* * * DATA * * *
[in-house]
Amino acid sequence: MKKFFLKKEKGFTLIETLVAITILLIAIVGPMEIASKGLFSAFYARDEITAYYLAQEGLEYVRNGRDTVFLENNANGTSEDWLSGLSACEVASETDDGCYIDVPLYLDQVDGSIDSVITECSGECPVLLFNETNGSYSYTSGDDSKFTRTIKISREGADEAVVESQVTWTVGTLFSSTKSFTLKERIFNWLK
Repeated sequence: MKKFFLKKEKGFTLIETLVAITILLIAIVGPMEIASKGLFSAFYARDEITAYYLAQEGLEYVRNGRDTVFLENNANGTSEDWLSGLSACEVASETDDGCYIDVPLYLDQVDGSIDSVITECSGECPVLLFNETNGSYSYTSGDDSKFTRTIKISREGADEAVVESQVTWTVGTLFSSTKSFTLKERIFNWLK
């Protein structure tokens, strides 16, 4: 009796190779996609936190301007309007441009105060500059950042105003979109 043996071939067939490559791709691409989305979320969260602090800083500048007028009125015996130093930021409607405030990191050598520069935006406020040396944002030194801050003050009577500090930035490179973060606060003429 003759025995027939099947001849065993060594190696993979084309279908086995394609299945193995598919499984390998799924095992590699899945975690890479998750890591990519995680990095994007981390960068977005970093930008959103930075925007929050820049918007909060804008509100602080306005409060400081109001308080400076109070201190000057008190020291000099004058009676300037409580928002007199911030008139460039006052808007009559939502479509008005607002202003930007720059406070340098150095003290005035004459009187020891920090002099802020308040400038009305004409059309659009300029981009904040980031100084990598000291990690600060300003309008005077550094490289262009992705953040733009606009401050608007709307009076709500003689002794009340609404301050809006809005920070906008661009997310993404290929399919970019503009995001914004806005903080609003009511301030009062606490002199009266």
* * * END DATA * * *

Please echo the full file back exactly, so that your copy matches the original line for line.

[in-house]
Amino acid sequence: MKKFFLKKEKGFTLIETLVAITILLIAIVGPMEIASKGLFSAFYARDEITAYYLAQEGLEYVRNGRDTVFLENNANGTSEDWLSGLSACEVASETDDGCYIDVPLYLDQVDGSIDSVITECSGECPVLLFNETNGSYSYTSGDDSKFTRTIKISREGADEAVVESQVTWTVGTLFSSTKSFTLKERIFNWLK
Repeated sequence: MKKFFLKKEKGFTLIETLVAITILLIAIVGPMEIASKGLFSAFYARDEITAYYLAQEGLEYVRNGRDTVFLENNANGTSEDWLSGLSACEVASETDDGCYIDVPLYLDQVDGSIDSVITECSGECPVLLFNETNGSYSYTSGDDSKFTRTIKISREGADEAVVESQVTWTVGTLFSSTKSFTLKERIFNWLK
């Protein structure tokens, strides 16, 4: 009796190779996609936190301007309007441009105060500059950042105003979109 043996071939067939490559791709691409989305979320969260602090800083500048007028009125015996130093930021409607405030990191050598520069935006406020040396944002030194801050003050009577500090930035490179973060606060003429 003759025995027939099947001849065993060594190696993979084309279908086995394609299945193995598919499984390998799924095992590699899945975690890479998750890591990519995680990095994007981390960068977005970093930008959103930075925007929050820049918007909060804008509100602080306005409060400081109001308080400076109070201190000057008190020291000099004058009676300037409580928002007199911030008139460039006052808007009559939502479509008005607002202003930007720059406070340098150095003290005035004459009187020891920090002099802020308040400038009305004409059309659009300029981009904040980031100084990598000291990690600060300003309008005077550094490289262009992705953040733009606009401050608007709307009076709500003689002794009340609404301050809006809005920070906008661009997310993404290929399919970019503009995001914004806005903080609003009511301030009062606490002199009266």